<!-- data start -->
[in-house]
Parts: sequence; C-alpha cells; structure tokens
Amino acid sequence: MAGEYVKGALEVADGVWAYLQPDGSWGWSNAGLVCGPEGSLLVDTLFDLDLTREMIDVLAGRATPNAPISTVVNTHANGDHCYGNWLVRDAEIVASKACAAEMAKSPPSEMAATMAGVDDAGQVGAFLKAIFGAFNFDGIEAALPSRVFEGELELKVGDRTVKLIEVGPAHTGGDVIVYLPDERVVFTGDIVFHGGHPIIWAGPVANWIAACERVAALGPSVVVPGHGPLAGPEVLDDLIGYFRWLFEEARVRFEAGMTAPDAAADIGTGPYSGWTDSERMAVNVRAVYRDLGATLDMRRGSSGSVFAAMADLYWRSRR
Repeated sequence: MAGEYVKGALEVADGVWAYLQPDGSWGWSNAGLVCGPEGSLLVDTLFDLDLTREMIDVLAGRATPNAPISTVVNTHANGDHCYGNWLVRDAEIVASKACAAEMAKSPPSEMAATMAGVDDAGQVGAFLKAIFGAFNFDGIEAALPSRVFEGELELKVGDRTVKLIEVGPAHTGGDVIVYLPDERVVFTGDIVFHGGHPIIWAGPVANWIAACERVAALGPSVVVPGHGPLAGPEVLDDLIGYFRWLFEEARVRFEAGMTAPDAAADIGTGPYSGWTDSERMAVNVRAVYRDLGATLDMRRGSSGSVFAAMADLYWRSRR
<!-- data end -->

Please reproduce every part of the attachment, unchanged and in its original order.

[in-house]
Parts: sequence; C-alpha cells; structure tokens
Amino acid sequence: MAGEYVKGALEVADGVWAYLQPDGSWGWSNAGLVCGPEGSLLVDTLFDLDLTREMIDVLAGRATPNAPISTVVNTHANGDHCYGNWLVRDAEIVASKACAAEMAKSPPSEMAATMAGVDDAGQVGAFLKAIFGAFNFDGIEAALPSRVFEGELELKVGDRTVKLIEVGPAHTGGDVIVYLPDERVVFTGDIVFHGGHPIIWAGPVANWIAACERVAALGPSVVVPGHGPLAGPEVLDDLIGYFRWLFEEARVRFEAGMTAPDAAADIGTGPYSGWTDSERMAVNVRAVYRDLGATLDMRRGSSGSVFAAMADLYWRSRR
Repeated sequence: MAGEYVKGALEVADGVWAYLQPDGSWGWSNAGLVCGPEGSLLVDTLFDLDLTREMIDVLAGRATPNAPISTVVNTHANGDHCYGNWLVRDAEIVASKACAAEMAKSPPSEMAATMAGVDDAGQVGAFLKAIFGAFNFDGIEAALPSRVFEGELELKVGDRTVKLIEVGPAHTGGDVIVYLPDERVVFTGDIVFHGGHPIIWAGPVANWIAACERVAALGPSVVVPGHGPLAGPEVLDDLIGYFRWLFEEARVRFEAGMTAPDAAADIGTGPYSGWTDSERMAVNVRAVYRDLGATLDMRRGSSGSVFAAMADLYWRSRR